Inevitably, you will always find some sketches that work brilliantly and some that fall flat instantly. Of note are the scenes in which two men are dressed up as dogs and violently beat each other up around busy London, being completely ignored by the passers-by. Or Joly dressed up as a traffic warden hailing taxis and given them a ticket for being parked in a 'no stop' zone. Or even Joly dressed as a KGB agent, complete with turned up coat and dark glasses, nonchalantly walking up to a victim asking them if they are 'Red Fox', and being met with complete bafflement. Or what about the motorcycle courier who delivers something to an office, only to be sent into a small room which contains motorcycle couriers bound and gagged! Some scenes don't work, or should that be, there are some scenes that Joly doesn't realise aren't funny, but in the show's defence it's extremely difficult to maintain a consistent quality throughout such as innovative and experimental show.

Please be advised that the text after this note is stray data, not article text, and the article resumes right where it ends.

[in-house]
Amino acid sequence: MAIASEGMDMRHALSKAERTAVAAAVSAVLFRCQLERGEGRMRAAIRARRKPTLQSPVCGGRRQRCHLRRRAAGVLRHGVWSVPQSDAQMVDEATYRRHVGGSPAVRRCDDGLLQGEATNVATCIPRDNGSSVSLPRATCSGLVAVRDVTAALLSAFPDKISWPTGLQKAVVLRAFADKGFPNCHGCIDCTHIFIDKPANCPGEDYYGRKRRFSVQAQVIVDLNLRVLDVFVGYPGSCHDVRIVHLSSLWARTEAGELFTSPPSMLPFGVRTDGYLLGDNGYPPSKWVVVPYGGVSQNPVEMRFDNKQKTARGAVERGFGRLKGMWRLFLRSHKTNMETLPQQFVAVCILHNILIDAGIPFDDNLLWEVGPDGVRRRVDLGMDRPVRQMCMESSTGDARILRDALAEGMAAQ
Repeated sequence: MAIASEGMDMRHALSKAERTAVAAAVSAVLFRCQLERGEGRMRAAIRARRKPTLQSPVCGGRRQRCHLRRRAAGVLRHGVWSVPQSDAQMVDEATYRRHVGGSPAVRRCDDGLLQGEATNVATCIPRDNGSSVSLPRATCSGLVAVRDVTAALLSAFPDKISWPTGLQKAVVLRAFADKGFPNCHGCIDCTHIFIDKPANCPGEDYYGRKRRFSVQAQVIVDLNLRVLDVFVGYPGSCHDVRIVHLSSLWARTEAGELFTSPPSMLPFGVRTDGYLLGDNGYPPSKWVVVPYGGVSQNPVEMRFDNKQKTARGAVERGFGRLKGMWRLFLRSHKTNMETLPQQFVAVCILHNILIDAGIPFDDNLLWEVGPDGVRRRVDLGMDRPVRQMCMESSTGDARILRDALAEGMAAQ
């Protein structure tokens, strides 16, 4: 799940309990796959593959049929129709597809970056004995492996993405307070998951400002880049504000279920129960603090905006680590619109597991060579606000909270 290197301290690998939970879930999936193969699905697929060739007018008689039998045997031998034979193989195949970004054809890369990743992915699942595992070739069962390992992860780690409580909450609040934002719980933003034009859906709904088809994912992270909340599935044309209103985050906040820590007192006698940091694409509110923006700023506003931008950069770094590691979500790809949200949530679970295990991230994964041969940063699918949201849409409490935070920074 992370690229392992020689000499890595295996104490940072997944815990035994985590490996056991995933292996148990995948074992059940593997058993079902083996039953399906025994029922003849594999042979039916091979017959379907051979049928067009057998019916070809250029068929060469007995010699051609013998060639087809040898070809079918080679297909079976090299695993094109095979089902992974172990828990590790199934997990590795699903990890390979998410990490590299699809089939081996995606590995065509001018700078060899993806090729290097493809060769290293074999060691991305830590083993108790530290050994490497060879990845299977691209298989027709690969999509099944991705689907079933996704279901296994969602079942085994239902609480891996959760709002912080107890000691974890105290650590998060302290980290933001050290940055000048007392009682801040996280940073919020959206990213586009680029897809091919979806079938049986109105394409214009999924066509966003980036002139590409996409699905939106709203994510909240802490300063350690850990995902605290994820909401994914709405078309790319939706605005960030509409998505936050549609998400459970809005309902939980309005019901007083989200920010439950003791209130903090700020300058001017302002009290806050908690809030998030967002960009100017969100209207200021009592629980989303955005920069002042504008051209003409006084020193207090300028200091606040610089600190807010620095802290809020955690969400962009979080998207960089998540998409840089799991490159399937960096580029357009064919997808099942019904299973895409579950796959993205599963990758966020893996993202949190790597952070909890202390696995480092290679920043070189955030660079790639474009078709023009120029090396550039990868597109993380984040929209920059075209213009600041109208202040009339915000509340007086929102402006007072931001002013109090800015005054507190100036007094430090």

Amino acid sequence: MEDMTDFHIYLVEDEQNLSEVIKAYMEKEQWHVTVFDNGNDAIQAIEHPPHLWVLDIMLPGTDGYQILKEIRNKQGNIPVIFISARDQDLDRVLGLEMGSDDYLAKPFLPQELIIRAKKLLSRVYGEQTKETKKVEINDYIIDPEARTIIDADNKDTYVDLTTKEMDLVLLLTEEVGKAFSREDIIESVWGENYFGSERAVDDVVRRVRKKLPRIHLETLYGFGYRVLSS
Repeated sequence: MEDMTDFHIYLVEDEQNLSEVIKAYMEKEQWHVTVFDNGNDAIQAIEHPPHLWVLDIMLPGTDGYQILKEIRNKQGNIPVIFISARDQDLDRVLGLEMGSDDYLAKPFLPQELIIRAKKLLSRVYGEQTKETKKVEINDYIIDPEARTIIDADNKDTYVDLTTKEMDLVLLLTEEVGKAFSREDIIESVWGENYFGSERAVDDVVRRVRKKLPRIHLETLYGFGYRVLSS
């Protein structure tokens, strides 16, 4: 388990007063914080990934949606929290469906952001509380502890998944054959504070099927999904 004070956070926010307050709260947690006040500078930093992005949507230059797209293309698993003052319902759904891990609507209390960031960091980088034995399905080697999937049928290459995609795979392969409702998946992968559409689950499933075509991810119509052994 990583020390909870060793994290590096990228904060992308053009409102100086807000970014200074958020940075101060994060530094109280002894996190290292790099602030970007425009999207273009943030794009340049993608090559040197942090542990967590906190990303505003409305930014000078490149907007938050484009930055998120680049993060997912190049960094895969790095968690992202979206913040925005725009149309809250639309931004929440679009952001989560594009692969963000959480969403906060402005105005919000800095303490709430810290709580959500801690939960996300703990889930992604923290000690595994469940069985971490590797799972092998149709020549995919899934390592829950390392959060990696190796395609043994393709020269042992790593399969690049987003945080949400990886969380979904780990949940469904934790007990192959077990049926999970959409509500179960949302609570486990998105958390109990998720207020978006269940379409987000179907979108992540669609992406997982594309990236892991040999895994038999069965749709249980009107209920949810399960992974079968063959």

If you don't find this funny, don't worry; it doesn't translate well in word form, and it might not be your type of humour anyway. In a nutshell, Trigger Happy TV exploits the stiffness of the British persona, and delivers laughs due to the surreality of mundane day-to-day life. Because of Joly's increasing celebrity status, it's probably most advisable that the show stops now after its second series, to avoid the street humour sketches becoming too complicated. Even so, it is extremely evident that after just two series started in relative obscurity, Dom Joly and Trigger Happy TV will forever be regarded as a breath of fresh air to the dying society of television.
Both series are available on separate DVDs, and consists of ninety-minute highlights on each release. As each series contained six thirty-minute shows mathematics will tell you that the DVDs contain half of the material, which allegedly is the best half. Because series one was so fresh and audiences were so unprepared for its arrival, it's the better of the two as Joly and co were clearly starting to run out of ideas by the second series and began indulging more in self-amusement sketches. Don't forget, Joly was the man who admitted phoning up live debates on Sky News, impersonating anti-British foreigners just to liven things up a bit, and this was just for his own amusement!